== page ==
While we are often tempted to “Google” the symptoms and scenarios that are applicable to our beloved pets, we must be cautious about what we believe. A better resource is your vet who has the required medical background and real-life experiences to debunk and dispel Internet misinformation.
One common Internet rumor is that ingesting garlic is a homeopathic way to get rid of fleas. This is simply not true. It can cause hemolytic anemia and methemoglobinemia. And even a slight bit of exposure in cats postures them at risk.
Another myth is that atropine is a universal antidote. While it can help treat certain toxicities, it does not treat all of them. It can be used when pets are exposed to insecticides that result in organophosphate and carbamate toxicity. But nowadays insecticides are being made to be much safer than in days past.
Is milk another universal antidote? Unfortunately, it is not. It can make a good diluent for certain caustic substances, but it is far from a universal antidote. For example, if your pet has ingested plants, it can help dissolve the insoluble calcium and oxalate crystals found in some plants. But it may also create some gastric irritation. It’s simply best to allow your vet to prescribe medications that can be more immediately reliable, trusted, and effective.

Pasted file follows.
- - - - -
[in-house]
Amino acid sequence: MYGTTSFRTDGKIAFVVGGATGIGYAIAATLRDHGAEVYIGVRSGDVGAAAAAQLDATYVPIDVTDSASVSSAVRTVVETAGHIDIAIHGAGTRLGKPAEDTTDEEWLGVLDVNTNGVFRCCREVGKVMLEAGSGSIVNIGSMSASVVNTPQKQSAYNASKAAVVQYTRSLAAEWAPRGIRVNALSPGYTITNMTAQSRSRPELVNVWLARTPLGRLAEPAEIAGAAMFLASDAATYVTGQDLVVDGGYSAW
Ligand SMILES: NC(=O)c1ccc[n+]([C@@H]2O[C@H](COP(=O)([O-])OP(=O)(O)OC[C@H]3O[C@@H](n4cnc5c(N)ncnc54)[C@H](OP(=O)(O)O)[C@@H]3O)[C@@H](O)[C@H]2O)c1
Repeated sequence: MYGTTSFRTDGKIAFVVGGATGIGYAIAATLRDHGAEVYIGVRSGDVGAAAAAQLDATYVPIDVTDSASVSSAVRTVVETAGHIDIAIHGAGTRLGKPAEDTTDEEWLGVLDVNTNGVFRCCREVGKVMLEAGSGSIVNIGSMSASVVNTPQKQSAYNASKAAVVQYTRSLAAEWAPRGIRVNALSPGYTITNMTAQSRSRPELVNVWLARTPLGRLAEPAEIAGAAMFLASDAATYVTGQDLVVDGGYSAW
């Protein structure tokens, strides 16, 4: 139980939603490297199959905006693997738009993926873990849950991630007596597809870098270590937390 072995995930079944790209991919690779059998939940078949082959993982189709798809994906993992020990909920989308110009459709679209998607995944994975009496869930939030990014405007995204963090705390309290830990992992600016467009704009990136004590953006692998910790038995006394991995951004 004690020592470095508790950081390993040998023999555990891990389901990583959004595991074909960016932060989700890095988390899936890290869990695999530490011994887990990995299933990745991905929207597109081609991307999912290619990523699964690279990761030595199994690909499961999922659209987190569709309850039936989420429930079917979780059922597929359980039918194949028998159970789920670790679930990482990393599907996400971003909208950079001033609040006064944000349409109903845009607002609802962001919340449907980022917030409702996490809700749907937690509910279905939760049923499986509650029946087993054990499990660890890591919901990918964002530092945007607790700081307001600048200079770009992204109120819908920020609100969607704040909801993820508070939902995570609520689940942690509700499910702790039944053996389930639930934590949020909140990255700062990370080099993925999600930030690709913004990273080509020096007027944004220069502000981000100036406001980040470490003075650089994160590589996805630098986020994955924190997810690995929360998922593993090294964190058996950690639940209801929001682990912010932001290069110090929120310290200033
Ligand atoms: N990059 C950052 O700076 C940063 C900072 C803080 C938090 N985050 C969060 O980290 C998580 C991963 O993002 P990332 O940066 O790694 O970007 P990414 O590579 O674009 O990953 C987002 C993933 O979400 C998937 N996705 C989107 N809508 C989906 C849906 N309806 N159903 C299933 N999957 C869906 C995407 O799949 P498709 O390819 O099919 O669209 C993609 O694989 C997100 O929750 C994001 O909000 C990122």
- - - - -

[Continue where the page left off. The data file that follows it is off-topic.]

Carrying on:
Should your pet stay away from pistachios and almonds? As a rule, pistachios are not really toxic. Eating too many may cause gastrointestinal distress and possible pancreatitis, but they are not generally a lethal food to pets. What about almonds? Bitter almonds (like those sold in natural food stores and those commonly sold outside of the US) will put your pets at risk due to a level of cyanide that’s present in this type of nut. But sweet almonds are typically sold in the US, and while they can cause also intestinal and pancreatic issues if ingested in too great a volume, as a stand -alone they are not threatening.
Your vet remains the best “go to” for conditions related to your pet.